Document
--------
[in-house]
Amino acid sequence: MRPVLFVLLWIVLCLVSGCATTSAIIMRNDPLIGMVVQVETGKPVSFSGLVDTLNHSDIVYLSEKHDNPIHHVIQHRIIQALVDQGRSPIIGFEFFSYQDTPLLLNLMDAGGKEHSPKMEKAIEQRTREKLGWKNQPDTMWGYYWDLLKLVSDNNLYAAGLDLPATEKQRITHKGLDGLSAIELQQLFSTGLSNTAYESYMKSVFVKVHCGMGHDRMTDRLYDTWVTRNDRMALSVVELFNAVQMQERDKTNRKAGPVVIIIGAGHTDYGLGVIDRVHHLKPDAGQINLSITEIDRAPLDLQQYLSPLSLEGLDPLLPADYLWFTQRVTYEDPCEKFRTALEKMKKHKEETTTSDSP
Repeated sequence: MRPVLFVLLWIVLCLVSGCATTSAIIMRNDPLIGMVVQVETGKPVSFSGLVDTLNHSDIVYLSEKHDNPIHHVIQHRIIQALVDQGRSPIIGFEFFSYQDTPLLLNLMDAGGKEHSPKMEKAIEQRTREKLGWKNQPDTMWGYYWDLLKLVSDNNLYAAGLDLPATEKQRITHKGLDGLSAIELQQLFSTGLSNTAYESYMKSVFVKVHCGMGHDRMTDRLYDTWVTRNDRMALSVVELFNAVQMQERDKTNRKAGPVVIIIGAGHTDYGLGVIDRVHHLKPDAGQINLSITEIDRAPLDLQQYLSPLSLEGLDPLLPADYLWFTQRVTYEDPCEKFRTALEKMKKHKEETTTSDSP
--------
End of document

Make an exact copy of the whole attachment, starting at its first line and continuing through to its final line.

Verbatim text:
[in-house]
Amino acid sequence: MRPVLFVLLWIVLCLVSGCATTSAIIMRNDPLIGMVVQVETGKPVSFSGLVDTLNHSDIVYLSEKHDNPIHHVIQHRIIQALVDQGRSPIIGFEFFSYQDTPLLLNLMDAGGKEHSPKMEKAIEQRTREKLGWKNQPDTMWGYYWDLLKLVSDNNLYAAGLDLPATEKQRITHKGLDGLSAIELQQLFSTGLSNTAYESYMKSVFVKVHCGMGHDRMTDRLYDTWVTRNDRMALSVVELFNAVQMQERDKTNRKAGPVVIIIGAGHTDYGLGVIDRVHHLKPDAGQINLSITEIDRAPLDLQQYLSPLSLEGLDPLLPADYLWFTQRVTYEDPCEKFRTALEKMKKHKEETTTSDSP
Repeated sequence: MRPVLFVLLWIVLCLVSGCATTSAIIMRNDPLIGMVVQVETGKPVSFSGLVDTLNHSDIVYLSEKHDNPIHHVIQHRIIQALVDQGRSPIIGFEFFSYQDTPLLLNLMDAGGKEHSPKMEKAIEQRTREKLGWKNQPDTMWGYYWDLLKLVSDNNLYAAGLDLPATEKQRITHKGLDGLSAIELQQLFSTGLSNTAYESYMKSVFVKVHCGMGHDRMTDRLYDTWVTRNDRMALSVVELFNAVQMQERDKTNRKAGPVVIIIGAGHTDYGLGVIDRVHHLKPDAGQINLSITEIDRAPLDLQQYLSPLSLEGLDPLLPADYLWFTQRVTYEDPCEKFRTALEKMKKHKEETTTSDSP